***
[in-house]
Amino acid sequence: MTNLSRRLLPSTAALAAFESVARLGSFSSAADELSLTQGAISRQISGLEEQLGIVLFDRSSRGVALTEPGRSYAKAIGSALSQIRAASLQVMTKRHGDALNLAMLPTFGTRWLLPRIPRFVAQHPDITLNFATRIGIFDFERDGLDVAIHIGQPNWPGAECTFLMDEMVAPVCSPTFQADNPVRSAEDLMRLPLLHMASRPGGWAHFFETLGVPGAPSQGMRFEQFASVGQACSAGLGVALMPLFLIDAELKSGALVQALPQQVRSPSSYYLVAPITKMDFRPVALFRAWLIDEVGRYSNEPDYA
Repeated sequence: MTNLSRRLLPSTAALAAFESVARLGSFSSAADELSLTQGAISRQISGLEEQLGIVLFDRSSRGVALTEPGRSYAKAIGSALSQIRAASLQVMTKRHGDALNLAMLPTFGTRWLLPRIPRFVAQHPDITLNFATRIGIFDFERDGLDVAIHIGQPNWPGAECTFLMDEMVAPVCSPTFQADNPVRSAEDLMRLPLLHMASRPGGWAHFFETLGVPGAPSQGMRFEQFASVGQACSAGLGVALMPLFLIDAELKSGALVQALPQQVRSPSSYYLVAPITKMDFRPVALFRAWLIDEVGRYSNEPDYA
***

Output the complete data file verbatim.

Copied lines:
[in-house]
Amino acid sequence: MTNLSRRLLPSTAALAAFESVARLGSFSSAADELSLTQGAISRQISGLEEQLGIVLFDRSSRGVALTEPGRSYAKAIGSALSQIRAASLQVMTKRHGDALNLAMLPTFGTRWLLPRIPRFVAQHPDITLNFATRIGIFDFERDGLDVAIHIGQPNWPGAECTFLMDEMVAPVCSPTFQADNPVRSAEDLMRLPLLHMASRPGGWAHFFETLGVPGAPSQGMRFEQFASVGQACSAGLGVALMPLFLIDAELKSGALVQALPQQVRSPSSYYLVAPITKMDFRPVALFRAWLIDEVGRYSNEPDYA
Repeated sequence: MTNLSRRLLPSTAALAAFESVARLGSFSSAADELSLTQGAISRQISGLEEQLGIVLFDRSSRGVALTEPGRSYAKAIGSALSQIRAASLQVMTKRHGDALNLAMLPTFGTRWLLPRIPRFVAQHPDITLNFATRIGIFDFERDGLDVAIHIGQPNWPGAECTFLMDEMVAPVCSPTFQADNPVRSAEDLMRLPLLHMASRPGGWAHFFETLGVPGAPSQGMRFEQFASVGQACSAGLGVALMPLFLIDAELKSGALVQALPQQVRSPSSYYLVAPITKMDFRPVALFRAWLIDEVGRYSNEPDYA